Family Law Hub

Child Arrangements

Latest updates

  • The marriage had broken down one year before and the parents were now living separately, both in Dubai. The court was concerned with the arrangements for two children, aged 6 and 3, in relation to the time they would spend between their parents' homes. Both parents accepted that court intervention was necessary because of their inability to agree a way forward. The children had shown increasing signs of distress. Roberts J found that the children had indeed suffered emotional harm through this period, and the older child's insecurities had not been properly addressed in the very early days of the breakdown of the parents' relationship. The father accepted that he had exposed the children to far too much of the parental conflict. However, his actions had not been sufficient to provide an evidential basis for the restrictions on his parental responsibility which the mother sought. Roberts J ordered a three-stage set of arrangements, which at first involved two overnight stays on alternate weeks, and then eventually four overnight stays per fortnight. Judgment, 26/05/2021, free
  • The parents had separated in 2015, and the girls were now aged 13 and 11. The father applied for variation of the shared-care child arrangements order, following local authority concerns as to the mother's alcohol use and mental health. The mother sought a return to the previous shared care arrangement, which had been suspended throughout the proceedings. HHJ Vincent noted that the children’s welfare was the paramount consideration. The mother did not recognise the concerns about her parenting, and to the extent she accepted that she had an issue with alcohol, she denied it would have impacted upon the children. It was evident that she was unable to regulate her emotions. Having regard to all the evidence he had heard and read, and considering all the factors on the welfare checklist at section 1(3) of the Children Act 1989, HHJ Vincent was satisfied that the girls’ welfare needs were met by a continuation of the current arrangements. He ordered that the children would live with their father, and that any direct contact should be supervised by a third party. Judgment, 26/05/2021, free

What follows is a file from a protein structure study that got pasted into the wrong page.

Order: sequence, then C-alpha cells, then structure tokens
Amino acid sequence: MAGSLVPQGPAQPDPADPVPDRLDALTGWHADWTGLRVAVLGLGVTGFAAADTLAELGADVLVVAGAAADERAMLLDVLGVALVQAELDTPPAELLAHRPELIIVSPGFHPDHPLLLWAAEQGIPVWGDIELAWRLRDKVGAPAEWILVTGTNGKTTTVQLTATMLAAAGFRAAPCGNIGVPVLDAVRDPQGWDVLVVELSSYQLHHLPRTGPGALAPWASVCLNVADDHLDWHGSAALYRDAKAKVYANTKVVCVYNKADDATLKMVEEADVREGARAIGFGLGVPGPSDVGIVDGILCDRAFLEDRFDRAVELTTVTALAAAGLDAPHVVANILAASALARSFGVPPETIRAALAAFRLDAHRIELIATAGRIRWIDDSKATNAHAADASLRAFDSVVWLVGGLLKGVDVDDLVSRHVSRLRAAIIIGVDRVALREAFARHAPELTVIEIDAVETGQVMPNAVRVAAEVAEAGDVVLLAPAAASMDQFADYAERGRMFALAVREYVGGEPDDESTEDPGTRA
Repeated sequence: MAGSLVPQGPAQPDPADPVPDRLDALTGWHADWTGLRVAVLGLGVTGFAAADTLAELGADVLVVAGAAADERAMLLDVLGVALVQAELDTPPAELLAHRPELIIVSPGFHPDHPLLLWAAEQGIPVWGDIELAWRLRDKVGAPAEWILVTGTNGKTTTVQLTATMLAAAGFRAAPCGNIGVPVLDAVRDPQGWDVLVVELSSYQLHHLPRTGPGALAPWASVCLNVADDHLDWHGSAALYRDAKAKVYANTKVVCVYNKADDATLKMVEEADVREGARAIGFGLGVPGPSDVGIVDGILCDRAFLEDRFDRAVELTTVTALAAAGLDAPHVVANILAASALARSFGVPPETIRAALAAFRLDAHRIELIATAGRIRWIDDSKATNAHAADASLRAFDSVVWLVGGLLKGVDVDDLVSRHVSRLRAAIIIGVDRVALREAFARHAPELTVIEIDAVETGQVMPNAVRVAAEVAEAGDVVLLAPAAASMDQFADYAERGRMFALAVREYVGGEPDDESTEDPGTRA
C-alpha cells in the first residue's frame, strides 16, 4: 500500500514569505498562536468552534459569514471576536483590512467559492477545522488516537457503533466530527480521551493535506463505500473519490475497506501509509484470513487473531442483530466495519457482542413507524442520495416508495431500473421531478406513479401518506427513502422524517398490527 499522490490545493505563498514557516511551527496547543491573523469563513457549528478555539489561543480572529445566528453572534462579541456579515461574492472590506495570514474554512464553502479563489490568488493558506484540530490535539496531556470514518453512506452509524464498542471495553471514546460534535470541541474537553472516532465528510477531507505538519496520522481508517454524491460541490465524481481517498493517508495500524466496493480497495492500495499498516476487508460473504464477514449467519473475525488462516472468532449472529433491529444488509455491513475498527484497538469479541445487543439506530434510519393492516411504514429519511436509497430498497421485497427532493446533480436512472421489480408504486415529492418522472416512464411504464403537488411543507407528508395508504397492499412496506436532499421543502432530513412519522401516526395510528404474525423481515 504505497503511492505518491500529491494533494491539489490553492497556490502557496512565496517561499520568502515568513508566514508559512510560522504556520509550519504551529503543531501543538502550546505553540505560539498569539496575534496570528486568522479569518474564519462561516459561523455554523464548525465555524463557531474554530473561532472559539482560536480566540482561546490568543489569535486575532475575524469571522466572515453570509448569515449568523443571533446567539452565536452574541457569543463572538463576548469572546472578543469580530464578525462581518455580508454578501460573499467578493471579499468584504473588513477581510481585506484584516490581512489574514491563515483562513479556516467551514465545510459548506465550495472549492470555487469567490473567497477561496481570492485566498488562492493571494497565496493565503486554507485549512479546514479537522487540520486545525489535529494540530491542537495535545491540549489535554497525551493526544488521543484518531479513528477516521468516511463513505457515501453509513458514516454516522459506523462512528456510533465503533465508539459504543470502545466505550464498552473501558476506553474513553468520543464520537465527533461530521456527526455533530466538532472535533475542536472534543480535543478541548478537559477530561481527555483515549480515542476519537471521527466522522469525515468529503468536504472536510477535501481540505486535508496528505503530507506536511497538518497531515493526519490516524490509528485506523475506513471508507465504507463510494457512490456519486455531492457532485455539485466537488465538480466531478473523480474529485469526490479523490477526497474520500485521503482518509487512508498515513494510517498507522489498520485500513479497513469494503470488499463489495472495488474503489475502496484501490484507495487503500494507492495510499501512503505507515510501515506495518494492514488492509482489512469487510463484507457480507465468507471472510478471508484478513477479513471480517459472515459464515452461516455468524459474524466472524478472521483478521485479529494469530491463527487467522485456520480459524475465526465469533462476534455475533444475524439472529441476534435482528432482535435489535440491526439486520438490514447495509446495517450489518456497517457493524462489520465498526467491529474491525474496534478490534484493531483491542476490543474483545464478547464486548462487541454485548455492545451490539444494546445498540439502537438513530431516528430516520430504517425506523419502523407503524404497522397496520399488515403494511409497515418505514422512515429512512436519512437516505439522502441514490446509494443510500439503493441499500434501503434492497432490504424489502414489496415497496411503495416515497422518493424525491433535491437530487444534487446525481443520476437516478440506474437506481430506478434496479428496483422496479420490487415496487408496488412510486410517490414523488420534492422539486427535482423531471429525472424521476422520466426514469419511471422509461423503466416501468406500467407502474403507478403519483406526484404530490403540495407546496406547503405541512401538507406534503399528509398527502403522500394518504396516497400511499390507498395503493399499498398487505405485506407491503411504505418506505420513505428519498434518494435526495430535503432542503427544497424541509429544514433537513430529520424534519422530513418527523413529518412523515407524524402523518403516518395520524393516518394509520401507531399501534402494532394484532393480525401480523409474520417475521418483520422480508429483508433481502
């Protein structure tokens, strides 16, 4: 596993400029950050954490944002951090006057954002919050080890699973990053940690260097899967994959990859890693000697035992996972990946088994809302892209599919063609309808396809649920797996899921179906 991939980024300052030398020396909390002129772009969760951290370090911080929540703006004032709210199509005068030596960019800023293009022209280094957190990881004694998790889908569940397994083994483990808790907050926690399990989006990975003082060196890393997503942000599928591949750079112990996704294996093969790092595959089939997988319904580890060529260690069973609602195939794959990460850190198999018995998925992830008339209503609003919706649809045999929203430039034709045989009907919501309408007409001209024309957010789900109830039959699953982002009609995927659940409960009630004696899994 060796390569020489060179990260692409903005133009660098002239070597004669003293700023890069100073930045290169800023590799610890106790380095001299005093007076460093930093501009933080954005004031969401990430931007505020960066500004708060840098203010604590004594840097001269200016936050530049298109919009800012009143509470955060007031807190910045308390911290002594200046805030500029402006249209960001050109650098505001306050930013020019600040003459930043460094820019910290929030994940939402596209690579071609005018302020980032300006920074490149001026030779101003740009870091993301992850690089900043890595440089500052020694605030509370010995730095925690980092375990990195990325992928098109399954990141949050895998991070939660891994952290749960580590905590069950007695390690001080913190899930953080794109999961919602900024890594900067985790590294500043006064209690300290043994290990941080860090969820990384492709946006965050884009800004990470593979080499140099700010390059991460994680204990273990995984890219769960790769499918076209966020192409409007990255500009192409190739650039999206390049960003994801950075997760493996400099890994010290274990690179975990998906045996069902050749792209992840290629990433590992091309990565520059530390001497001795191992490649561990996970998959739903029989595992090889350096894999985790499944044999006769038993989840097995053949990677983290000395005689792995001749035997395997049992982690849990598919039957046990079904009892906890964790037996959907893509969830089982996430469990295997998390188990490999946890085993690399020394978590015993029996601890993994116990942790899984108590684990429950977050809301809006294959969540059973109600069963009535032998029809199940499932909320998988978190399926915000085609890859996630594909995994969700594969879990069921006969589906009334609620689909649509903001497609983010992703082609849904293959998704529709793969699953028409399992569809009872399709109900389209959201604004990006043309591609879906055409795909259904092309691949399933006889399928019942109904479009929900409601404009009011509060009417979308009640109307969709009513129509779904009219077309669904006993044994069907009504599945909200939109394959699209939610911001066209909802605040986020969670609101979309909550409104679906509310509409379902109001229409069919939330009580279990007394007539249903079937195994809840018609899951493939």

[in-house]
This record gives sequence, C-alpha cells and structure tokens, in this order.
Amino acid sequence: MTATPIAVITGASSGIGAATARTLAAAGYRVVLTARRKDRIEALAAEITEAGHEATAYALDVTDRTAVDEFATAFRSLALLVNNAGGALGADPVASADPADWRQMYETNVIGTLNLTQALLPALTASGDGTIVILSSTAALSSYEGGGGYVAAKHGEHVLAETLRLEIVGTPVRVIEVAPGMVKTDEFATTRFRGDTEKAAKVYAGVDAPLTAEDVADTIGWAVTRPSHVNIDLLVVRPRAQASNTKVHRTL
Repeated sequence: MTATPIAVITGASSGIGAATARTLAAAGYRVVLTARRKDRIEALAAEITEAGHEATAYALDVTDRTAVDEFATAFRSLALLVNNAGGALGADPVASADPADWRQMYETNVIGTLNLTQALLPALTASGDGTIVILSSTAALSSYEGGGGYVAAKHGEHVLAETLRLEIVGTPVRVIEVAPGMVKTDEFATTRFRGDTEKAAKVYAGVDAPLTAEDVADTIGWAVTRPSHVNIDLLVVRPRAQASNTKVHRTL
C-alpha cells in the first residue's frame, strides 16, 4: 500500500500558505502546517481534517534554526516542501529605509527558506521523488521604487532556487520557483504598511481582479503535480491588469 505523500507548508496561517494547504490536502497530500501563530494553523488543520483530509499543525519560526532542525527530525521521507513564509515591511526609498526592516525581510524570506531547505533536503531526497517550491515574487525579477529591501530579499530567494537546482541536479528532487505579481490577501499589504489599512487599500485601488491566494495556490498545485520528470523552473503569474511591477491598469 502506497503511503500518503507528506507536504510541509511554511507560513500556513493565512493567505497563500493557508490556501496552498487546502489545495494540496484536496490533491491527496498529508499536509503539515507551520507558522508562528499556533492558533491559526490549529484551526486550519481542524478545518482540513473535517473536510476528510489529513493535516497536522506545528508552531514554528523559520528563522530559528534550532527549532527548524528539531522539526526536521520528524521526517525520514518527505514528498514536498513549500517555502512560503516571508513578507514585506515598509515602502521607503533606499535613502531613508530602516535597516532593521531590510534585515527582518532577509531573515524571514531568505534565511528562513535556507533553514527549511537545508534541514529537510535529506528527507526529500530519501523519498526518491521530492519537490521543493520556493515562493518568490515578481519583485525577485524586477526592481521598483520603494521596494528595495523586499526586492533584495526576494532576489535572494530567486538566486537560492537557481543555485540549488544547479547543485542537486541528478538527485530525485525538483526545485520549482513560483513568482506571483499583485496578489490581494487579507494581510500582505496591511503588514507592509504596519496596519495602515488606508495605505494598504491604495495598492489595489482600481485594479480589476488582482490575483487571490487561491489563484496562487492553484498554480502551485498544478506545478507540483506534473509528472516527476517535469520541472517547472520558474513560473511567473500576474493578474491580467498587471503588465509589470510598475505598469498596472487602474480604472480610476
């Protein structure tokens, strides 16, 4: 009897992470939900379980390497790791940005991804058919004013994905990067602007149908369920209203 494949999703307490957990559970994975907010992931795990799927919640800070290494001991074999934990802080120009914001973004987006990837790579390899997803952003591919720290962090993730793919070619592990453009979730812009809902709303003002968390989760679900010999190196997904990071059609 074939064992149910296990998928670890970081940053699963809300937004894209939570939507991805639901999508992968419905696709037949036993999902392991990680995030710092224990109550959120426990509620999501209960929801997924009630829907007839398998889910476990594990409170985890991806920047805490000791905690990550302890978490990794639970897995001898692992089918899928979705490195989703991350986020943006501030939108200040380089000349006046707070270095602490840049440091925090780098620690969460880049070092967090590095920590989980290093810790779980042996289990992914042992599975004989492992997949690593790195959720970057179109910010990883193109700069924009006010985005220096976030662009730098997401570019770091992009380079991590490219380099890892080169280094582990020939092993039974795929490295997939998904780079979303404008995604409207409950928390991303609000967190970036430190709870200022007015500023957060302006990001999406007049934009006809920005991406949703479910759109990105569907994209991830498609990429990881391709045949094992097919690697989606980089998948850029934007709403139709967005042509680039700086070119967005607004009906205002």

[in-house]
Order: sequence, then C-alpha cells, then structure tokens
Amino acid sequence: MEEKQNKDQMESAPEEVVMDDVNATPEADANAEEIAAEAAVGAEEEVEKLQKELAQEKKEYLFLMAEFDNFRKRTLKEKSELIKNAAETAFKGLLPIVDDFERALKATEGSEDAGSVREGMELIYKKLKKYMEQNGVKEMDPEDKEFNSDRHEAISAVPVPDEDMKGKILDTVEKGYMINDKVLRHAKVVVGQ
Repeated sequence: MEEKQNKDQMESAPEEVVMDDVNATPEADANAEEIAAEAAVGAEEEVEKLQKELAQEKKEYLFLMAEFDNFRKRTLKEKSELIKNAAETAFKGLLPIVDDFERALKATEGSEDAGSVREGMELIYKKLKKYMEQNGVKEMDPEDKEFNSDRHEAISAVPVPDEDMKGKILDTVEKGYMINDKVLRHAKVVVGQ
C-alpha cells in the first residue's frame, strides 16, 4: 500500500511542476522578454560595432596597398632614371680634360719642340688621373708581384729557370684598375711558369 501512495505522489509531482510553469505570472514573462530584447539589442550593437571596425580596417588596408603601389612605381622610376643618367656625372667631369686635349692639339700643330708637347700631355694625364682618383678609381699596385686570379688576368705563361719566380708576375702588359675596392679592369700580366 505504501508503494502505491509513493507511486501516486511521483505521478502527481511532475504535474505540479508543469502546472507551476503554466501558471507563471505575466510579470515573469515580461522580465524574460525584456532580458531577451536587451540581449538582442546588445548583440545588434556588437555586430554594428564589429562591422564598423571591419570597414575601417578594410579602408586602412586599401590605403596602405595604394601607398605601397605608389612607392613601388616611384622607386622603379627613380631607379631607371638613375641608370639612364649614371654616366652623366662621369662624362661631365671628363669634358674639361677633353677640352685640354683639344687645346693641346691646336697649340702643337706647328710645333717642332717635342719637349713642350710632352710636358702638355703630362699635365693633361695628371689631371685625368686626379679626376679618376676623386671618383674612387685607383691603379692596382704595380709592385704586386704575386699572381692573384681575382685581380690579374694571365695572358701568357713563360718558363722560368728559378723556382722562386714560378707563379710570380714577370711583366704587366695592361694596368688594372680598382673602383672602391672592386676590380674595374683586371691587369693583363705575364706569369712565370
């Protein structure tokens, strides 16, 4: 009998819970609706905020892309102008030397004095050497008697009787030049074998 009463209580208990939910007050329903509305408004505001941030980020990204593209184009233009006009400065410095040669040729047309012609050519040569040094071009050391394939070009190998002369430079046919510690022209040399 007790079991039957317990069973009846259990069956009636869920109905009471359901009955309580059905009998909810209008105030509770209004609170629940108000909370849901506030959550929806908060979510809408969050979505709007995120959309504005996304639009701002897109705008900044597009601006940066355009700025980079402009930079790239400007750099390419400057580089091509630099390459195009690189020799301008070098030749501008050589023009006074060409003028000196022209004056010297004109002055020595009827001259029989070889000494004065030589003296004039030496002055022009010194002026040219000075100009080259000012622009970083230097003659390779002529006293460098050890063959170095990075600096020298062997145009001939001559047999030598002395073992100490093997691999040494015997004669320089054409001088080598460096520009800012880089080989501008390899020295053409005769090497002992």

• The father appealed concerning three aspects of a case management order made pursuant to Children Act 1989 proceedings. He wished to enforce/vary a child arrangements order, and contended that the judge had erred in refusing to order a fact-finding hearing to investigate his allegations of parental alienation, limiting the scope of the local authority's section 7 report, and refusing to appoint a Children's Guardian under FPR 16.4. The mother's position was that the father's application was part of a long-running campaign of meritless court applications aimed at undermining the current arrangements. Williams J allowed the appeal but only to a limited extent in respect of the remit of the section 7 report. The application would be remitted to the Central Family Court with a direction that an addendum section 7 report should be provided by Islington Children's Services regarding the son's expressed wishes in the light of the contact notes. In respect of all other grounds the appeal was refused. Williams J noted that the case illustrated the problems caused by the failure of parties and their advocates to focus on the real issues which the court had to grapple with at a time-limited FHDRA. Position statements which far exceeded the permitted length and did not clearly and succinctly identify the main issues to be determined were unhelpful. Judgment, 02/05/2021, free